The latest employment data from the Office for National Statistics for May to July 2017, shows that while employment continues to rise, real wages are falling behind.
July's labour market figures show there were 32.14 million people in work in may to July, which was 181,000 more than for February to April and 379,000 more than the same period last year.
The employment rate of 16-64 year-olds of 75.3 percent is also the highest since comparable records began in 1971.
The number of unemployed fell by 75,000 between February to April and May to July down to 1.46 million. This is 175,000 fewer than a year ago.
At 4.3 percent the unemployment rate is the lowest comparable records started in 1971.
The number of economically inactive people also fell to 8.74 million with an economic inactivity rate of 21.2 percent, which was once again the lowest since comparable records began in 1971.
The downside to the story is that, although wages, including and exclusions bonuses, rose by 2.1 percent, when inflation is factored in they fell in real terms by 0.4 percent compared to a year ago.
Damian Hinds MP, Minister of State for Employment, said:
"Under this Conservative Government there are more people in work than ever before.
"Since 2010, over 3 million more people now have the security of a regular pay packet and more young people are gaining the experience they need to help them get on in life.
"Labour would put all this at risk. Only the Conservatives are building a strong economy that works for everyone."
Debbie Abrahams MP, Labour's Shadow Secretary of State for Work and Pensions Secretary, said:
"Over 7 million people from working families are living in poverty, more than ever before.
"We welcome the overall increase in employment, but are deeply concerned that millions are still unable to make ends meet as the cost of basic essentials spirals while real pay falls.
"Too many still find it more difficult to get a job because of their age, ethnicity, disability or where they live. And these same groups bear the brunt of this Government's failed austerity plans.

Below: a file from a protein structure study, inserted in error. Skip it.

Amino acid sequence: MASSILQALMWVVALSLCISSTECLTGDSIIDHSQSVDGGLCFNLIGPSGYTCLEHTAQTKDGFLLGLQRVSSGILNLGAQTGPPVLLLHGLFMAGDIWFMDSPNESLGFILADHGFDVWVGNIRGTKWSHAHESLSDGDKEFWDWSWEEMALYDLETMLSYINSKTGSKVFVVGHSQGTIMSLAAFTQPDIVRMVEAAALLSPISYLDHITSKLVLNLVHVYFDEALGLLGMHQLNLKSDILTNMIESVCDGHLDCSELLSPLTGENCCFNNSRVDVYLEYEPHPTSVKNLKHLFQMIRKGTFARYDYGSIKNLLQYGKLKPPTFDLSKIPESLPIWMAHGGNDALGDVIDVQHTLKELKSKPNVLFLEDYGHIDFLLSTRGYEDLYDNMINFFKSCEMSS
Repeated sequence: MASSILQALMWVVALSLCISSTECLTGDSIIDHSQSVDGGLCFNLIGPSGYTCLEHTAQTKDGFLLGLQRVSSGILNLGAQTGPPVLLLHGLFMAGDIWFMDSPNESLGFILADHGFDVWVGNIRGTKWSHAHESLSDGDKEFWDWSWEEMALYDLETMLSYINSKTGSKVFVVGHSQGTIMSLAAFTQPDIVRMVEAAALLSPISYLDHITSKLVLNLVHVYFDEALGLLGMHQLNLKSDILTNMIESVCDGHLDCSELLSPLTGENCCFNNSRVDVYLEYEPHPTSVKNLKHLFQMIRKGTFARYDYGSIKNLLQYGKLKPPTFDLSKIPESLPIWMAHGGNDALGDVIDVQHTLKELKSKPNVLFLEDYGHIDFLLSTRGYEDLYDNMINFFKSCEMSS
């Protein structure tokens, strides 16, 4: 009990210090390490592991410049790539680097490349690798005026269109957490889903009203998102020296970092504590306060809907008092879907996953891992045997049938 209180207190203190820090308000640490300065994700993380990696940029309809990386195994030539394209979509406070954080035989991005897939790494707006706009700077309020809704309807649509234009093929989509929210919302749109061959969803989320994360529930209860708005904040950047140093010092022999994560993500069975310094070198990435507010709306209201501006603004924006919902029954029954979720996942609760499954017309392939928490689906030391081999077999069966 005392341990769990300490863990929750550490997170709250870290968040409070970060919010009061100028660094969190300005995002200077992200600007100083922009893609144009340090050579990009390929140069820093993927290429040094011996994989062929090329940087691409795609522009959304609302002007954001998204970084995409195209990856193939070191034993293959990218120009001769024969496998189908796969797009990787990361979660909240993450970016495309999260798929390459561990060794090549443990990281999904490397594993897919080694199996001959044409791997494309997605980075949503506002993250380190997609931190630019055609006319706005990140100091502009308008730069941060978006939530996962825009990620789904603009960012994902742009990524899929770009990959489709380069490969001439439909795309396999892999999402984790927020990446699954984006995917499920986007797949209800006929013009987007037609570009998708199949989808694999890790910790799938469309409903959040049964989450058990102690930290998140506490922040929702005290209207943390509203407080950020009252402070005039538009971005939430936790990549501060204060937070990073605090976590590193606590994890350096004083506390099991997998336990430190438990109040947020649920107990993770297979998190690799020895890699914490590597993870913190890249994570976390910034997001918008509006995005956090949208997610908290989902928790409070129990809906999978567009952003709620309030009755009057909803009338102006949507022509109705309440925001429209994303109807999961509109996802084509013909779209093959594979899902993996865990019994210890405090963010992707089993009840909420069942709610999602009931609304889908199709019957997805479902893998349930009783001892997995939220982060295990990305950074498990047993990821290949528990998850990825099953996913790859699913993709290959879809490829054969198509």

"A Labour government will implement a real Living Wage of £10 per hour, and put an end to Tory austerity."
Rhys Herbert, Senior Economist at Lloyds Bank Commercial Banking said:
"Today's labour market data showed the now familiar combination of a seemingly tight labour market alongside still subdued earnings growth. Employment growth for the three months to July was buoyant, while the unemployment rate fell to a 42-year low of 4.3%. However, markets were more interested in annual earnings growth, which was surprisingly unchanged at 2.1% both including and excluding bonuses. That is well below the current rate of inflation.
"The data leaves Bank of England interest rate setters with a dilemma going into tomorrow's latest policy announcement. With headline inflation well above its target but domestic inflationary pressures seemingly still under control, most MPC members will probably content themselves for now with sounding some notes of caution rather than hiking interest rates."
TUC General Secretary Frances O'Grady said:
"The squeeze on living standards is not letting up. This is the fifth month in a row that pay has failed to keep up with inflation.
"Ministers need to stop twiddling their thumbs and get wages rising across the economy. Just one in nine UK workers had a real-terms pay rise last year.
"Yesterday's derisory offer to prison and police officers must not be a sign of things to come. The government needs to offer nurses, firefighters and all public servants increases that at least match the cost of living."
John Hawksworth, chief economist at PwC, commented:
"The UK economy remains a great job creating machine with the employment rate rising to yet another record high of 75.3% in the three months to July.
"The unemployment rate also fell again to just 4.3%. This is some way below the levels seen before the financial crisis and slightly below the Bank of England's latest 4.5% estimate of the equilibrium rate of unemployment at which labour shortages might start to push up wage inflation.
"So far, however, there is little sign of this, with earnings growth remaining unchanged from last month at 2.1%, well below the latest inflation reading of 2.9%. So real wages continue to be squeezed, which corresponds to relatively weak productivity growth as strong jobs growth contrasts with modest GDP growth so far this year.
"This could start to change as the public pay cap is gradually eased for some workers and as labour shortages do eventually cause private sector wages to edge up. But this seems unlikely to push real wage growth back into positive territory until later next year at the earliest when the effects of the weak pound on inflation may begin to fade."
Howard Archer, Chief Economic Advisor to the EY ITEM Club, comments:
"The UK labour market continues to show robust improvement, despite lacklustre economic activity. This provides some much-needed good news for consumers as they continue to face a serious squeeze on purchasing power.
"However, still strongly rising employment amid slow growth is not good news for already worryingly weak UK productivity."